Daily Routines is a series by Balance the Grind, profiling successful leaders, entrepreneurs, artists and business executives to explore their routines, habits and rituals.
When it comes to the daily routines we’ve written about so far, I’ve found that there’s two ends of the spectrum, Jason Fried with his 40-hour workweeks (32 hours in the summer), and Elon Musk’s seemingly endless hours, often reaching over 100 hours a week. Both are extremely successful founder-CEOs and both have their own unique approach to work-life balance.
There’s no denying that Musk’s workaholic habits have had a huge impact on the world and yielded tremendous results. In a statement, Tesla’s board said, “Over the past 15 years, Elon’s leadership of the Tesla team has caused Tesla to grow from a small start-up to having hundreds of thousands of cars on the road that customers love, employing tens of thousands of people around the world, and creating significant shareholder value in the process.”
Elon Musk’s daily routine can be summed up as work, eat, sleep, with work taking up a bulk of that time.
With a bedtime of around 1am, Musk typically wakes up at 7am, getting 6 to 6.5 hours of sleep, which, he discovered over the years is his sweet spot. “Sleep is really great. I find if I don’t get enough sleep I’m quite grumpy. I could drop below a certain threshold of sleep, although I would be awake more hours I would get less done because my mental acuity would be affected,” Musk said in a 2015 reddit AMA.
While Musk will usually skip breakfast to save time — although he will occassionally grab a coffee and an omelette — there’s one daily habit that he’ll always find time for; showering, which he attributes to the source of many ideas.
In terms of fitness, Musk confessed to Joe Rogan, “I wouldn’t exercise at all if I could,” although he does spend some time lifting weights and running on the treadmill while watching TV. He also dabbles in Taekwondo, karate, judo and Brazilian jiu-jitsu.
The majority of Musk’s work hours (at least 90% according to Quartz) are split between Telsa and SpaceX, while the rest of the time he spends on other ventures, where he is a co-founder, investor, or executive. In a December 2019 tweet, Musk said that 90% of his time at SpaceX and 60% of his time at Tesla is spent on design and engineering.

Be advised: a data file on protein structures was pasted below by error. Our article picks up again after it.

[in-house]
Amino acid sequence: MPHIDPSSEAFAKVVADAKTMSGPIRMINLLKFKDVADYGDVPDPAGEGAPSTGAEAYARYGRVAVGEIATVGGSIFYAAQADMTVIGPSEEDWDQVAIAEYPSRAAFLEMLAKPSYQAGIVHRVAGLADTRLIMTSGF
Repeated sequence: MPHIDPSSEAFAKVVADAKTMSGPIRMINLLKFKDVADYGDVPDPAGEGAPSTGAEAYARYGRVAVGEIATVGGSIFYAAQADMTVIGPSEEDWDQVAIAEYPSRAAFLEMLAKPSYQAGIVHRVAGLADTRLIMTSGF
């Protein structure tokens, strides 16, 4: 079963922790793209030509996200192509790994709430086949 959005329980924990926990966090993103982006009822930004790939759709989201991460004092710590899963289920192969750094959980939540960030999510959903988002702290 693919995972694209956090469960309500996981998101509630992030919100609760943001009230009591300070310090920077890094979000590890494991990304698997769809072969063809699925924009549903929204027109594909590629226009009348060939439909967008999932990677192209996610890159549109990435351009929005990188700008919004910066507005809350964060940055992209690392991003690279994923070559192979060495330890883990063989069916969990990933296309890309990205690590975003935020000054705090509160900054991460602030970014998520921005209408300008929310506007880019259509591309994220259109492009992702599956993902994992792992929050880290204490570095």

When it comes to productivity for himself and employees, Musk is well-known for his ruthless efficiency. In a 2018 email sent out to Tesla employees, Musk outlined some of his “recommendations” for conducting efficient meetings:
Excessive meetings are the blight of big companies and almost always get worse over time. Please get of all large meetings, unless you’re certain they are providing value to the whole audience, in which case keep them very short.
Also get rid of frequent meetings, unless you are dealing with an extremely urgent matter. Meeting frequency should drop rapidly once the urgent matter is resolved.
Walk out of a meeting or drop off a call as soon as it is obvious you aren’t adding value. It is not rude to leave, it is rude to make someone stay and waste their time.
In the same email, Musk also told employees to avoid using “acronyms or nonsense words for objects, software or processes at Tesla” and encouraged the “free flow of information between all levels,” no matter the employee’s role or department.
While Musk has seemingly embraced his workaholic habits and long hours, everyone has a breaking point, and in 2018, it appeared that breaking point was getting dangerously close for him. In a New York Times profile, Musk detailed work weeks of up to 120 hours, “There were times when I didn’t leave the factory for three or four days — days when I didn’t go outside,” he said. “This has really come at the expense of seeing my kids. And seeing friends.”
In a Recode Decode inteview with Kara Swisher, Musk talked about the difficult times in more detail, “I would just sort of sleep for a few hours, work, sleep for a few hours, work, seven days a week. Some of those days must have been 120 hours, or something nutty.” Fortunately for Musk, the days of 120 hour workweeks are over (for now), and he’s back to 80 or 90 hours, which he says is “pretty sustainable.”
More recently, it seems that Musk is in a much better place, work-life balance-wise. In a conversation with Maureen Dowd for The New York Times, he spoke about spending time with his partner, Grimes, catching up on anime (Death Note and Evangelion) and listening to history audiobooks and podcasts.
When asked about how he managed to find time to spend with his children, given his immense working hours, Musk replied, “Right now there’s not much I can do. Grimes has a much bigger role than me right now. When the kid gets older, there will be more of a role for me.”
“I think just doing what I’ve done with my other kids. If I have a trip for Tesla to China, for example, I’ll bring the kids with me and we’ll go see the Great Wall or we took the bullet train from Beijing to Xian and saw the Terracotta Warriors.”
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